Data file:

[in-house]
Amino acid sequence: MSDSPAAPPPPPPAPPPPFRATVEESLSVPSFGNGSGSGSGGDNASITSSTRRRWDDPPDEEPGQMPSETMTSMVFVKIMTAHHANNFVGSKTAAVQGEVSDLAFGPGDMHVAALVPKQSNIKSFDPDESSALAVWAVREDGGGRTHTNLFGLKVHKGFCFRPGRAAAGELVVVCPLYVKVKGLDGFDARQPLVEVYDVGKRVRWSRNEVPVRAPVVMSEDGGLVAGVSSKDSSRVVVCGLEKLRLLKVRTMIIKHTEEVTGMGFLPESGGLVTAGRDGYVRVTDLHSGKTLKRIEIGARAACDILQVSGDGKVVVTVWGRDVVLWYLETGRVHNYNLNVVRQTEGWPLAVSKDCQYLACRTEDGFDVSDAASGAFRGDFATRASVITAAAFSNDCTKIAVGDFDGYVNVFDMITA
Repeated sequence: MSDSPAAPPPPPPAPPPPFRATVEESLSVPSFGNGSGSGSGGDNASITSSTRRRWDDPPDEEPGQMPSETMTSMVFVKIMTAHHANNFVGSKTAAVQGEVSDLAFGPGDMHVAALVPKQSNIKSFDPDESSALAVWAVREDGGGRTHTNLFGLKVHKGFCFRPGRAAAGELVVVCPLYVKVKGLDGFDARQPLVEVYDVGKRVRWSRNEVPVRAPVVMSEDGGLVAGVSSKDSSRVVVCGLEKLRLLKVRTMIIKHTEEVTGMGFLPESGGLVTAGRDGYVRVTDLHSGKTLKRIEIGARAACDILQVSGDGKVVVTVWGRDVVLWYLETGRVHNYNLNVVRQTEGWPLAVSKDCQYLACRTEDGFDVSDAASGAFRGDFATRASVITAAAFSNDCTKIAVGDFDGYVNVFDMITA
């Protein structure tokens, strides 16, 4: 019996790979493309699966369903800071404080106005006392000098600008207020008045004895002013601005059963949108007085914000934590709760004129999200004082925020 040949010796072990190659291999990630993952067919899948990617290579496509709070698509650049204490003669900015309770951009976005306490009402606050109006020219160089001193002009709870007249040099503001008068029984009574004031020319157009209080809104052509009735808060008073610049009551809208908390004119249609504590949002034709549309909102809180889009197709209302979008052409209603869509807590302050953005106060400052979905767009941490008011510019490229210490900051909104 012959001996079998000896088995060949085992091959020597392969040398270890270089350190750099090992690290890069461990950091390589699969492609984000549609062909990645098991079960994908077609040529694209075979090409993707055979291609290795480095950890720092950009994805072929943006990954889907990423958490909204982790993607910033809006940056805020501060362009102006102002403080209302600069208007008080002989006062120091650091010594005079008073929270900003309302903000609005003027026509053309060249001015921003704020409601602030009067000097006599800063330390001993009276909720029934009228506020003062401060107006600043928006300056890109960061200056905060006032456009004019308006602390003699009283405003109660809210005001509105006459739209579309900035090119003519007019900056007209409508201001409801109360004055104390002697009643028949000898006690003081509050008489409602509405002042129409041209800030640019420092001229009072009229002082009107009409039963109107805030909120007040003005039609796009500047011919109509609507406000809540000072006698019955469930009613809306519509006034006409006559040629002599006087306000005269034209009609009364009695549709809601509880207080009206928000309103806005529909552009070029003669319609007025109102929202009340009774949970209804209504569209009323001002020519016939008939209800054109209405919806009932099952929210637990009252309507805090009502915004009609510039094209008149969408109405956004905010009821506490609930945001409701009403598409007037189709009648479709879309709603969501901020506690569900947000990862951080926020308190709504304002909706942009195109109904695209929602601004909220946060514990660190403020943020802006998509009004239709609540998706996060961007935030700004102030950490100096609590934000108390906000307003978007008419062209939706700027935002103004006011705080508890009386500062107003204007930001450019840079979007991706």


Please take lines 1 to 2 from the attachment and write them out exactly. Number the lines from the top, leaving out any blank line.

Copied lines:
[in-house]
Amino acid sequence: MSDSPAAPPPPPPAPPPPFRATVEESLSVPSFGNGSGSGSGGDNASITSSTRRRWDDPPDEEPGQMPSETMTSMVFVKIMTAHHANNFVGSKTAAVQGEVSDLAFGPGDMHVAALVPKQSNIKSFDPDESSALAVWAVREDGGGRTHTNLFGLKVHKGFCFRPGRAAAGELVVVCPLYVKVKGLDGFDARQPLVEVYDVGKRVRWSRNEVPVRAPVVMSEDGGLVAGVSSKDSSRVVVCGLEKLRLLKVRTMIIKHTEEVTGMGFLPESGGLVTAGRDGYVRVTDLHSGKTLKRIEIGARAACDILQVSGDGKVVVTVWGRDVVLWYLETGRVHNYNLNVVRQTEGWPLAVSKDCQYLACRTEDGFDVSDAASGAFRGDFATRASVITAAAFSNDCTKIAVGDFDGYVNVFDMITA